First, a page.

Blog: The Educated Reporter

How to Cover COVID-19 Vaccine Mandates and Bans at Colleges
Learn about the key players, find data, get story ideas and more. 

The fast-spreading COVID-19 Delta variant is forcing rapid changes in colleges’ vaccination plans and requirements. And these changes are encountering backlash from state legislatures and students as they roll out.

Reporters covering the vaccine and its usage among students, faculty and staff at colleges need to provide context on how policies comport with state laws or preemptions, how students and local communities are affected by these decisions, and how to track vaccine mandates’ rollout and potential outbreaks.

“Colleges and universities need to play a leadership role in educating the public about the safety of vaccines, the risks and the limits of individual rights when we’re looking at broader issues of social responsibility,” said Lynn Pasquerella, the president of the Association of American Colleges and Universities and a medical ethicist.

Here are five story-sparking questions and some data resources for reporters covering the scramble to bring colleges back to “normal” as the start of the school year approaches.

How Can I Track Vaccine Requirements and the Rollout on My Local Campuses?

More than 600 colleges and universities nationwide are requiring some kind of vaccination for students or faculty and staff as of August 2, according to tracking by the Chronicle of Higher Education. So far, college vaccine mandates are most likely to be found on the East and West Coasts, and primarily in blue states, the Chronicle’s tracker shows.

There are wide variations in the requirements colleges put in place. Some require the vaccine only for students living on campus, while others require it for all students who will be attending. Some allow for exemptions on medical or religious grounds. Some are not mandates, but strong encouragements and enticements. Many colleges are providing vaccines on campus.  

With other mandated vaccines, colleges typically ask students to upload proof of vaccination on their websites’ student portals. Vaccines for measles, mumps and rubella and Hepatitis B are often required by colleges for on-campus students. 

Many universities will follow the same process for the COVID-19 vaccine proof. But it’s unclear if colleges, especially ones without mandates, will provide any notice to students about others’ vaccination status. 

For colleges that allow exemptions to vaccine requirements, reporters should seek data on how frequently such exemptions are used and what measures are put in place for those who received exemptions. Are they then required to wear masks, undergo testing or isolate?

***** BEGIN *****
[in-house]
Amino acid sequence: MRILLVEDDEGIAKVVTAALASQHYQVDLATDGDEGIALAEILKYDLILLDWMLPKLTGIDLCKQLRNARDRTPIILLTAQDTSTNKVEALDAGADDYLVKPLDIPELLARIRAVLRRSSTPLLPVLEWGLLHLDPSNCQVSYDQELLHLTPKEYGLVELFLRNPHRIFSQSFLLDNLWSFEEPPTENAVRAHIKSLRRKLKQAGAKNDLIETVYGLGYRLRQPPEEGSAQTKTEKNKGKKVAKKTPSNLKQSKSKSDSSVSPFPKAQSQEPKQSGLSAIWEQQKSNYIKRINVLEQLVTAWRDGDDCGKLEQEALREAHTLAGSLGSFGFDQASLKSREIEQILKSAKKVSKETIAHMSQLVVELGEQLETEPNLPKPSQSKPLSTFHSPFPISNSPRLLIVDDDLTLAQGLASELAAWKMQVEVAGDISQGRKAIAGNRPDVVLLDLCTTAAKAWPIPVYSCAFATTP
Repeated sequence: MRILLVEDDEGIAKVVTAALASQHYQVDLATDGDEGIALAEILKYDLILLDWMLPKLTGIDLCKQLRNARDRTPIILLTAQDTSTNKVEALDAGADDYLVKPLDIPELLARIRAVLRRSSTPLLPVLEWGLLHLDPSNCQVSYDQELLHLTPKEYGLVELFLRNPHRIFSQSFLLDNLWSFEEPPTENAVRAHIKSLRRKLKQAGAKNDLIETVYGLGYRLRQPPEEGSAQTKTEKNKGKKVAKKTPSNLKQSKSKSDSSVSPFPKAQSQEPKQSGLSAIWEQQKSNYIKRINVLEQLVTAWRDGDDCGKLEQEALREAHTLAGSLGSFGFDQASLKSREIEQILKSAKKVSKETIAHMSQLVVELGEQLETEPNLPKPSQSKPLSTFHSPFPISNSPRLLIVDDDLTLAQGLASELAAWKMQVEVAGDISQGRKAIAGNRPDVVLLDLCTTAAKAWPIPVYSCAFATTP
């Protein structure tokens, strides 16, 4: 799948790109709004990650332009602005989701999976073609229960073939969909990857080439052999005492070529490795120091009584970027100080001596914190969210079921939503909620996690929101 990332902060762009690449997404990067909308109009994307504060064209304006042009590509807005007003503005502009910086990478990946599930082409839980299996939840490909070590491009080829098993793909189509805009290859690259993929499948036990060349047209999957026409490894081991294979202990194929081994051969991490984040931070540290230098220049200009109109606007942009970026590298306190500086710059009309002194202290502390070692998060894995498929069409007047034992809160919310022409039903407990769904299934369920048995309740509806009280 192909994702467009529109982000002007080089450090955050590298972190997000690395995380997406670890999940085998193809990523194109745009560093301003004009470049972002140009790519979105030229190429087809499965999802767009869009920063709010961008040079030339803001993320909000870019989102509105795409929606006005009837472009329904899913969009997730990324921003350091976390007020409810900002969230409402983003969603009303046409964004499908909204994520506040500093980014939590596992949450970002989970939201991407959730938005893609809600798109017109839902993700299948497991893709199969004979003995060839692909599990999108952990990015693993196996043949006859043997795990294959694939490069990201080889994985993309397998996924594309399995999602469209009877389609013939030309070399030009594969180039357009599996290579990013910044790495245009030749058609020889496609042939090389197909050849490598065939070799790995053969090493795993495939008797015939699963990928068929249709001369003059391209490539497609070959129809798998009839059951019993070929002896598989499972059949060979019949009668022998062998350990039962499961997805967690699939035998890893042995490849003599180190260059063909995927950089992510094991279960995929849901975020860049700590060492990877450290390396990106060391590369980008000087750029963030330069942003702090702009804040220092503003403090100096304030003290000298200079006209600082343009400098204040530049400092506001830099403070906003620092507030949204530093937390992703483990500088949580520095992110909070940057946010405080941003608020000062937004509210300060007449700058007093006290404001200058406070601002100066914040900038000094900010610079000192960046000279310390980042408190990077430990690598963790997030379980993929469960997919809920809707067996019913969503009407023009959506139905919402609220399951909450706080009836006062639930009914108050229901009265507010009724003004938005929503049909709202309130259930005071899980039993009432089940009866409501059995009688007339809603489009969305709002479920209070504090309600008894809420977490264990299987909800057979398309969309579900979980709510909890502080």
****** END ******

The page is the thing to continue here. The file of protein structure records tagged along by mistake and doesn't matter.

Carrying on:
What Data Can Reporters Use to Cover This Story Locally or Nationally?

You can find helpful data at the following places:

  • To find broader case numbers per state and country for comparisons, The New York Times and Johns Hopkins University publish reputable COVID maps. 
     
  • Your state and local health authorities typically provide information on cases and vaccine levels, sometimes by ZIP code. The colleges you cover may also have their own dashboards.  
     
  • To track federal lawsuits for the campuses you cover, you can use Sqoop, a legal tracking service, for free. Input which entities you want to follow, and if a lawsuit is filed by or against one of them, you will receive an email. You need PACER, a paid service, to read the lawsuits themselves. 

Who is Making the Rules at Your College?

No central authority at the national level sets policies for vaccines on college campuses. So you need to check with several different, often competing groups to see which rules, requirements and recommendations affect the campuses you cover.

  • Federal guidelines: Keep a constant eye on the Centers for Disease Control and Prevention as the Delta variant continues to spread. The agency provides specific guidance for colleges and universities, though these are not mandates. You may also want to watch what the World Health Organization says, especially if the colleges in your area accept a high number of international students. For instance, will your college accept students given COVID-19 vaccines not used in the U.S., but approved by WHO?
     
  • State leaders: Several states, including Alabama, Arizona, Arkansas, Florida, Montana, Oklahoma and Utah, have banned the mandating of COVID-19 vaccines in schools. Additionally, some have banned mask requirements in schools. Other states are considering bills that could ban vaccine requirements. Reporters covering these bills should analyze the extent to which they could limit universities’ decision-making and what role the Delta variant plays in these conversations. They should compare these bills to similar measures in other states, noting the ways these states’ laws have gone over with students, faculty and staff.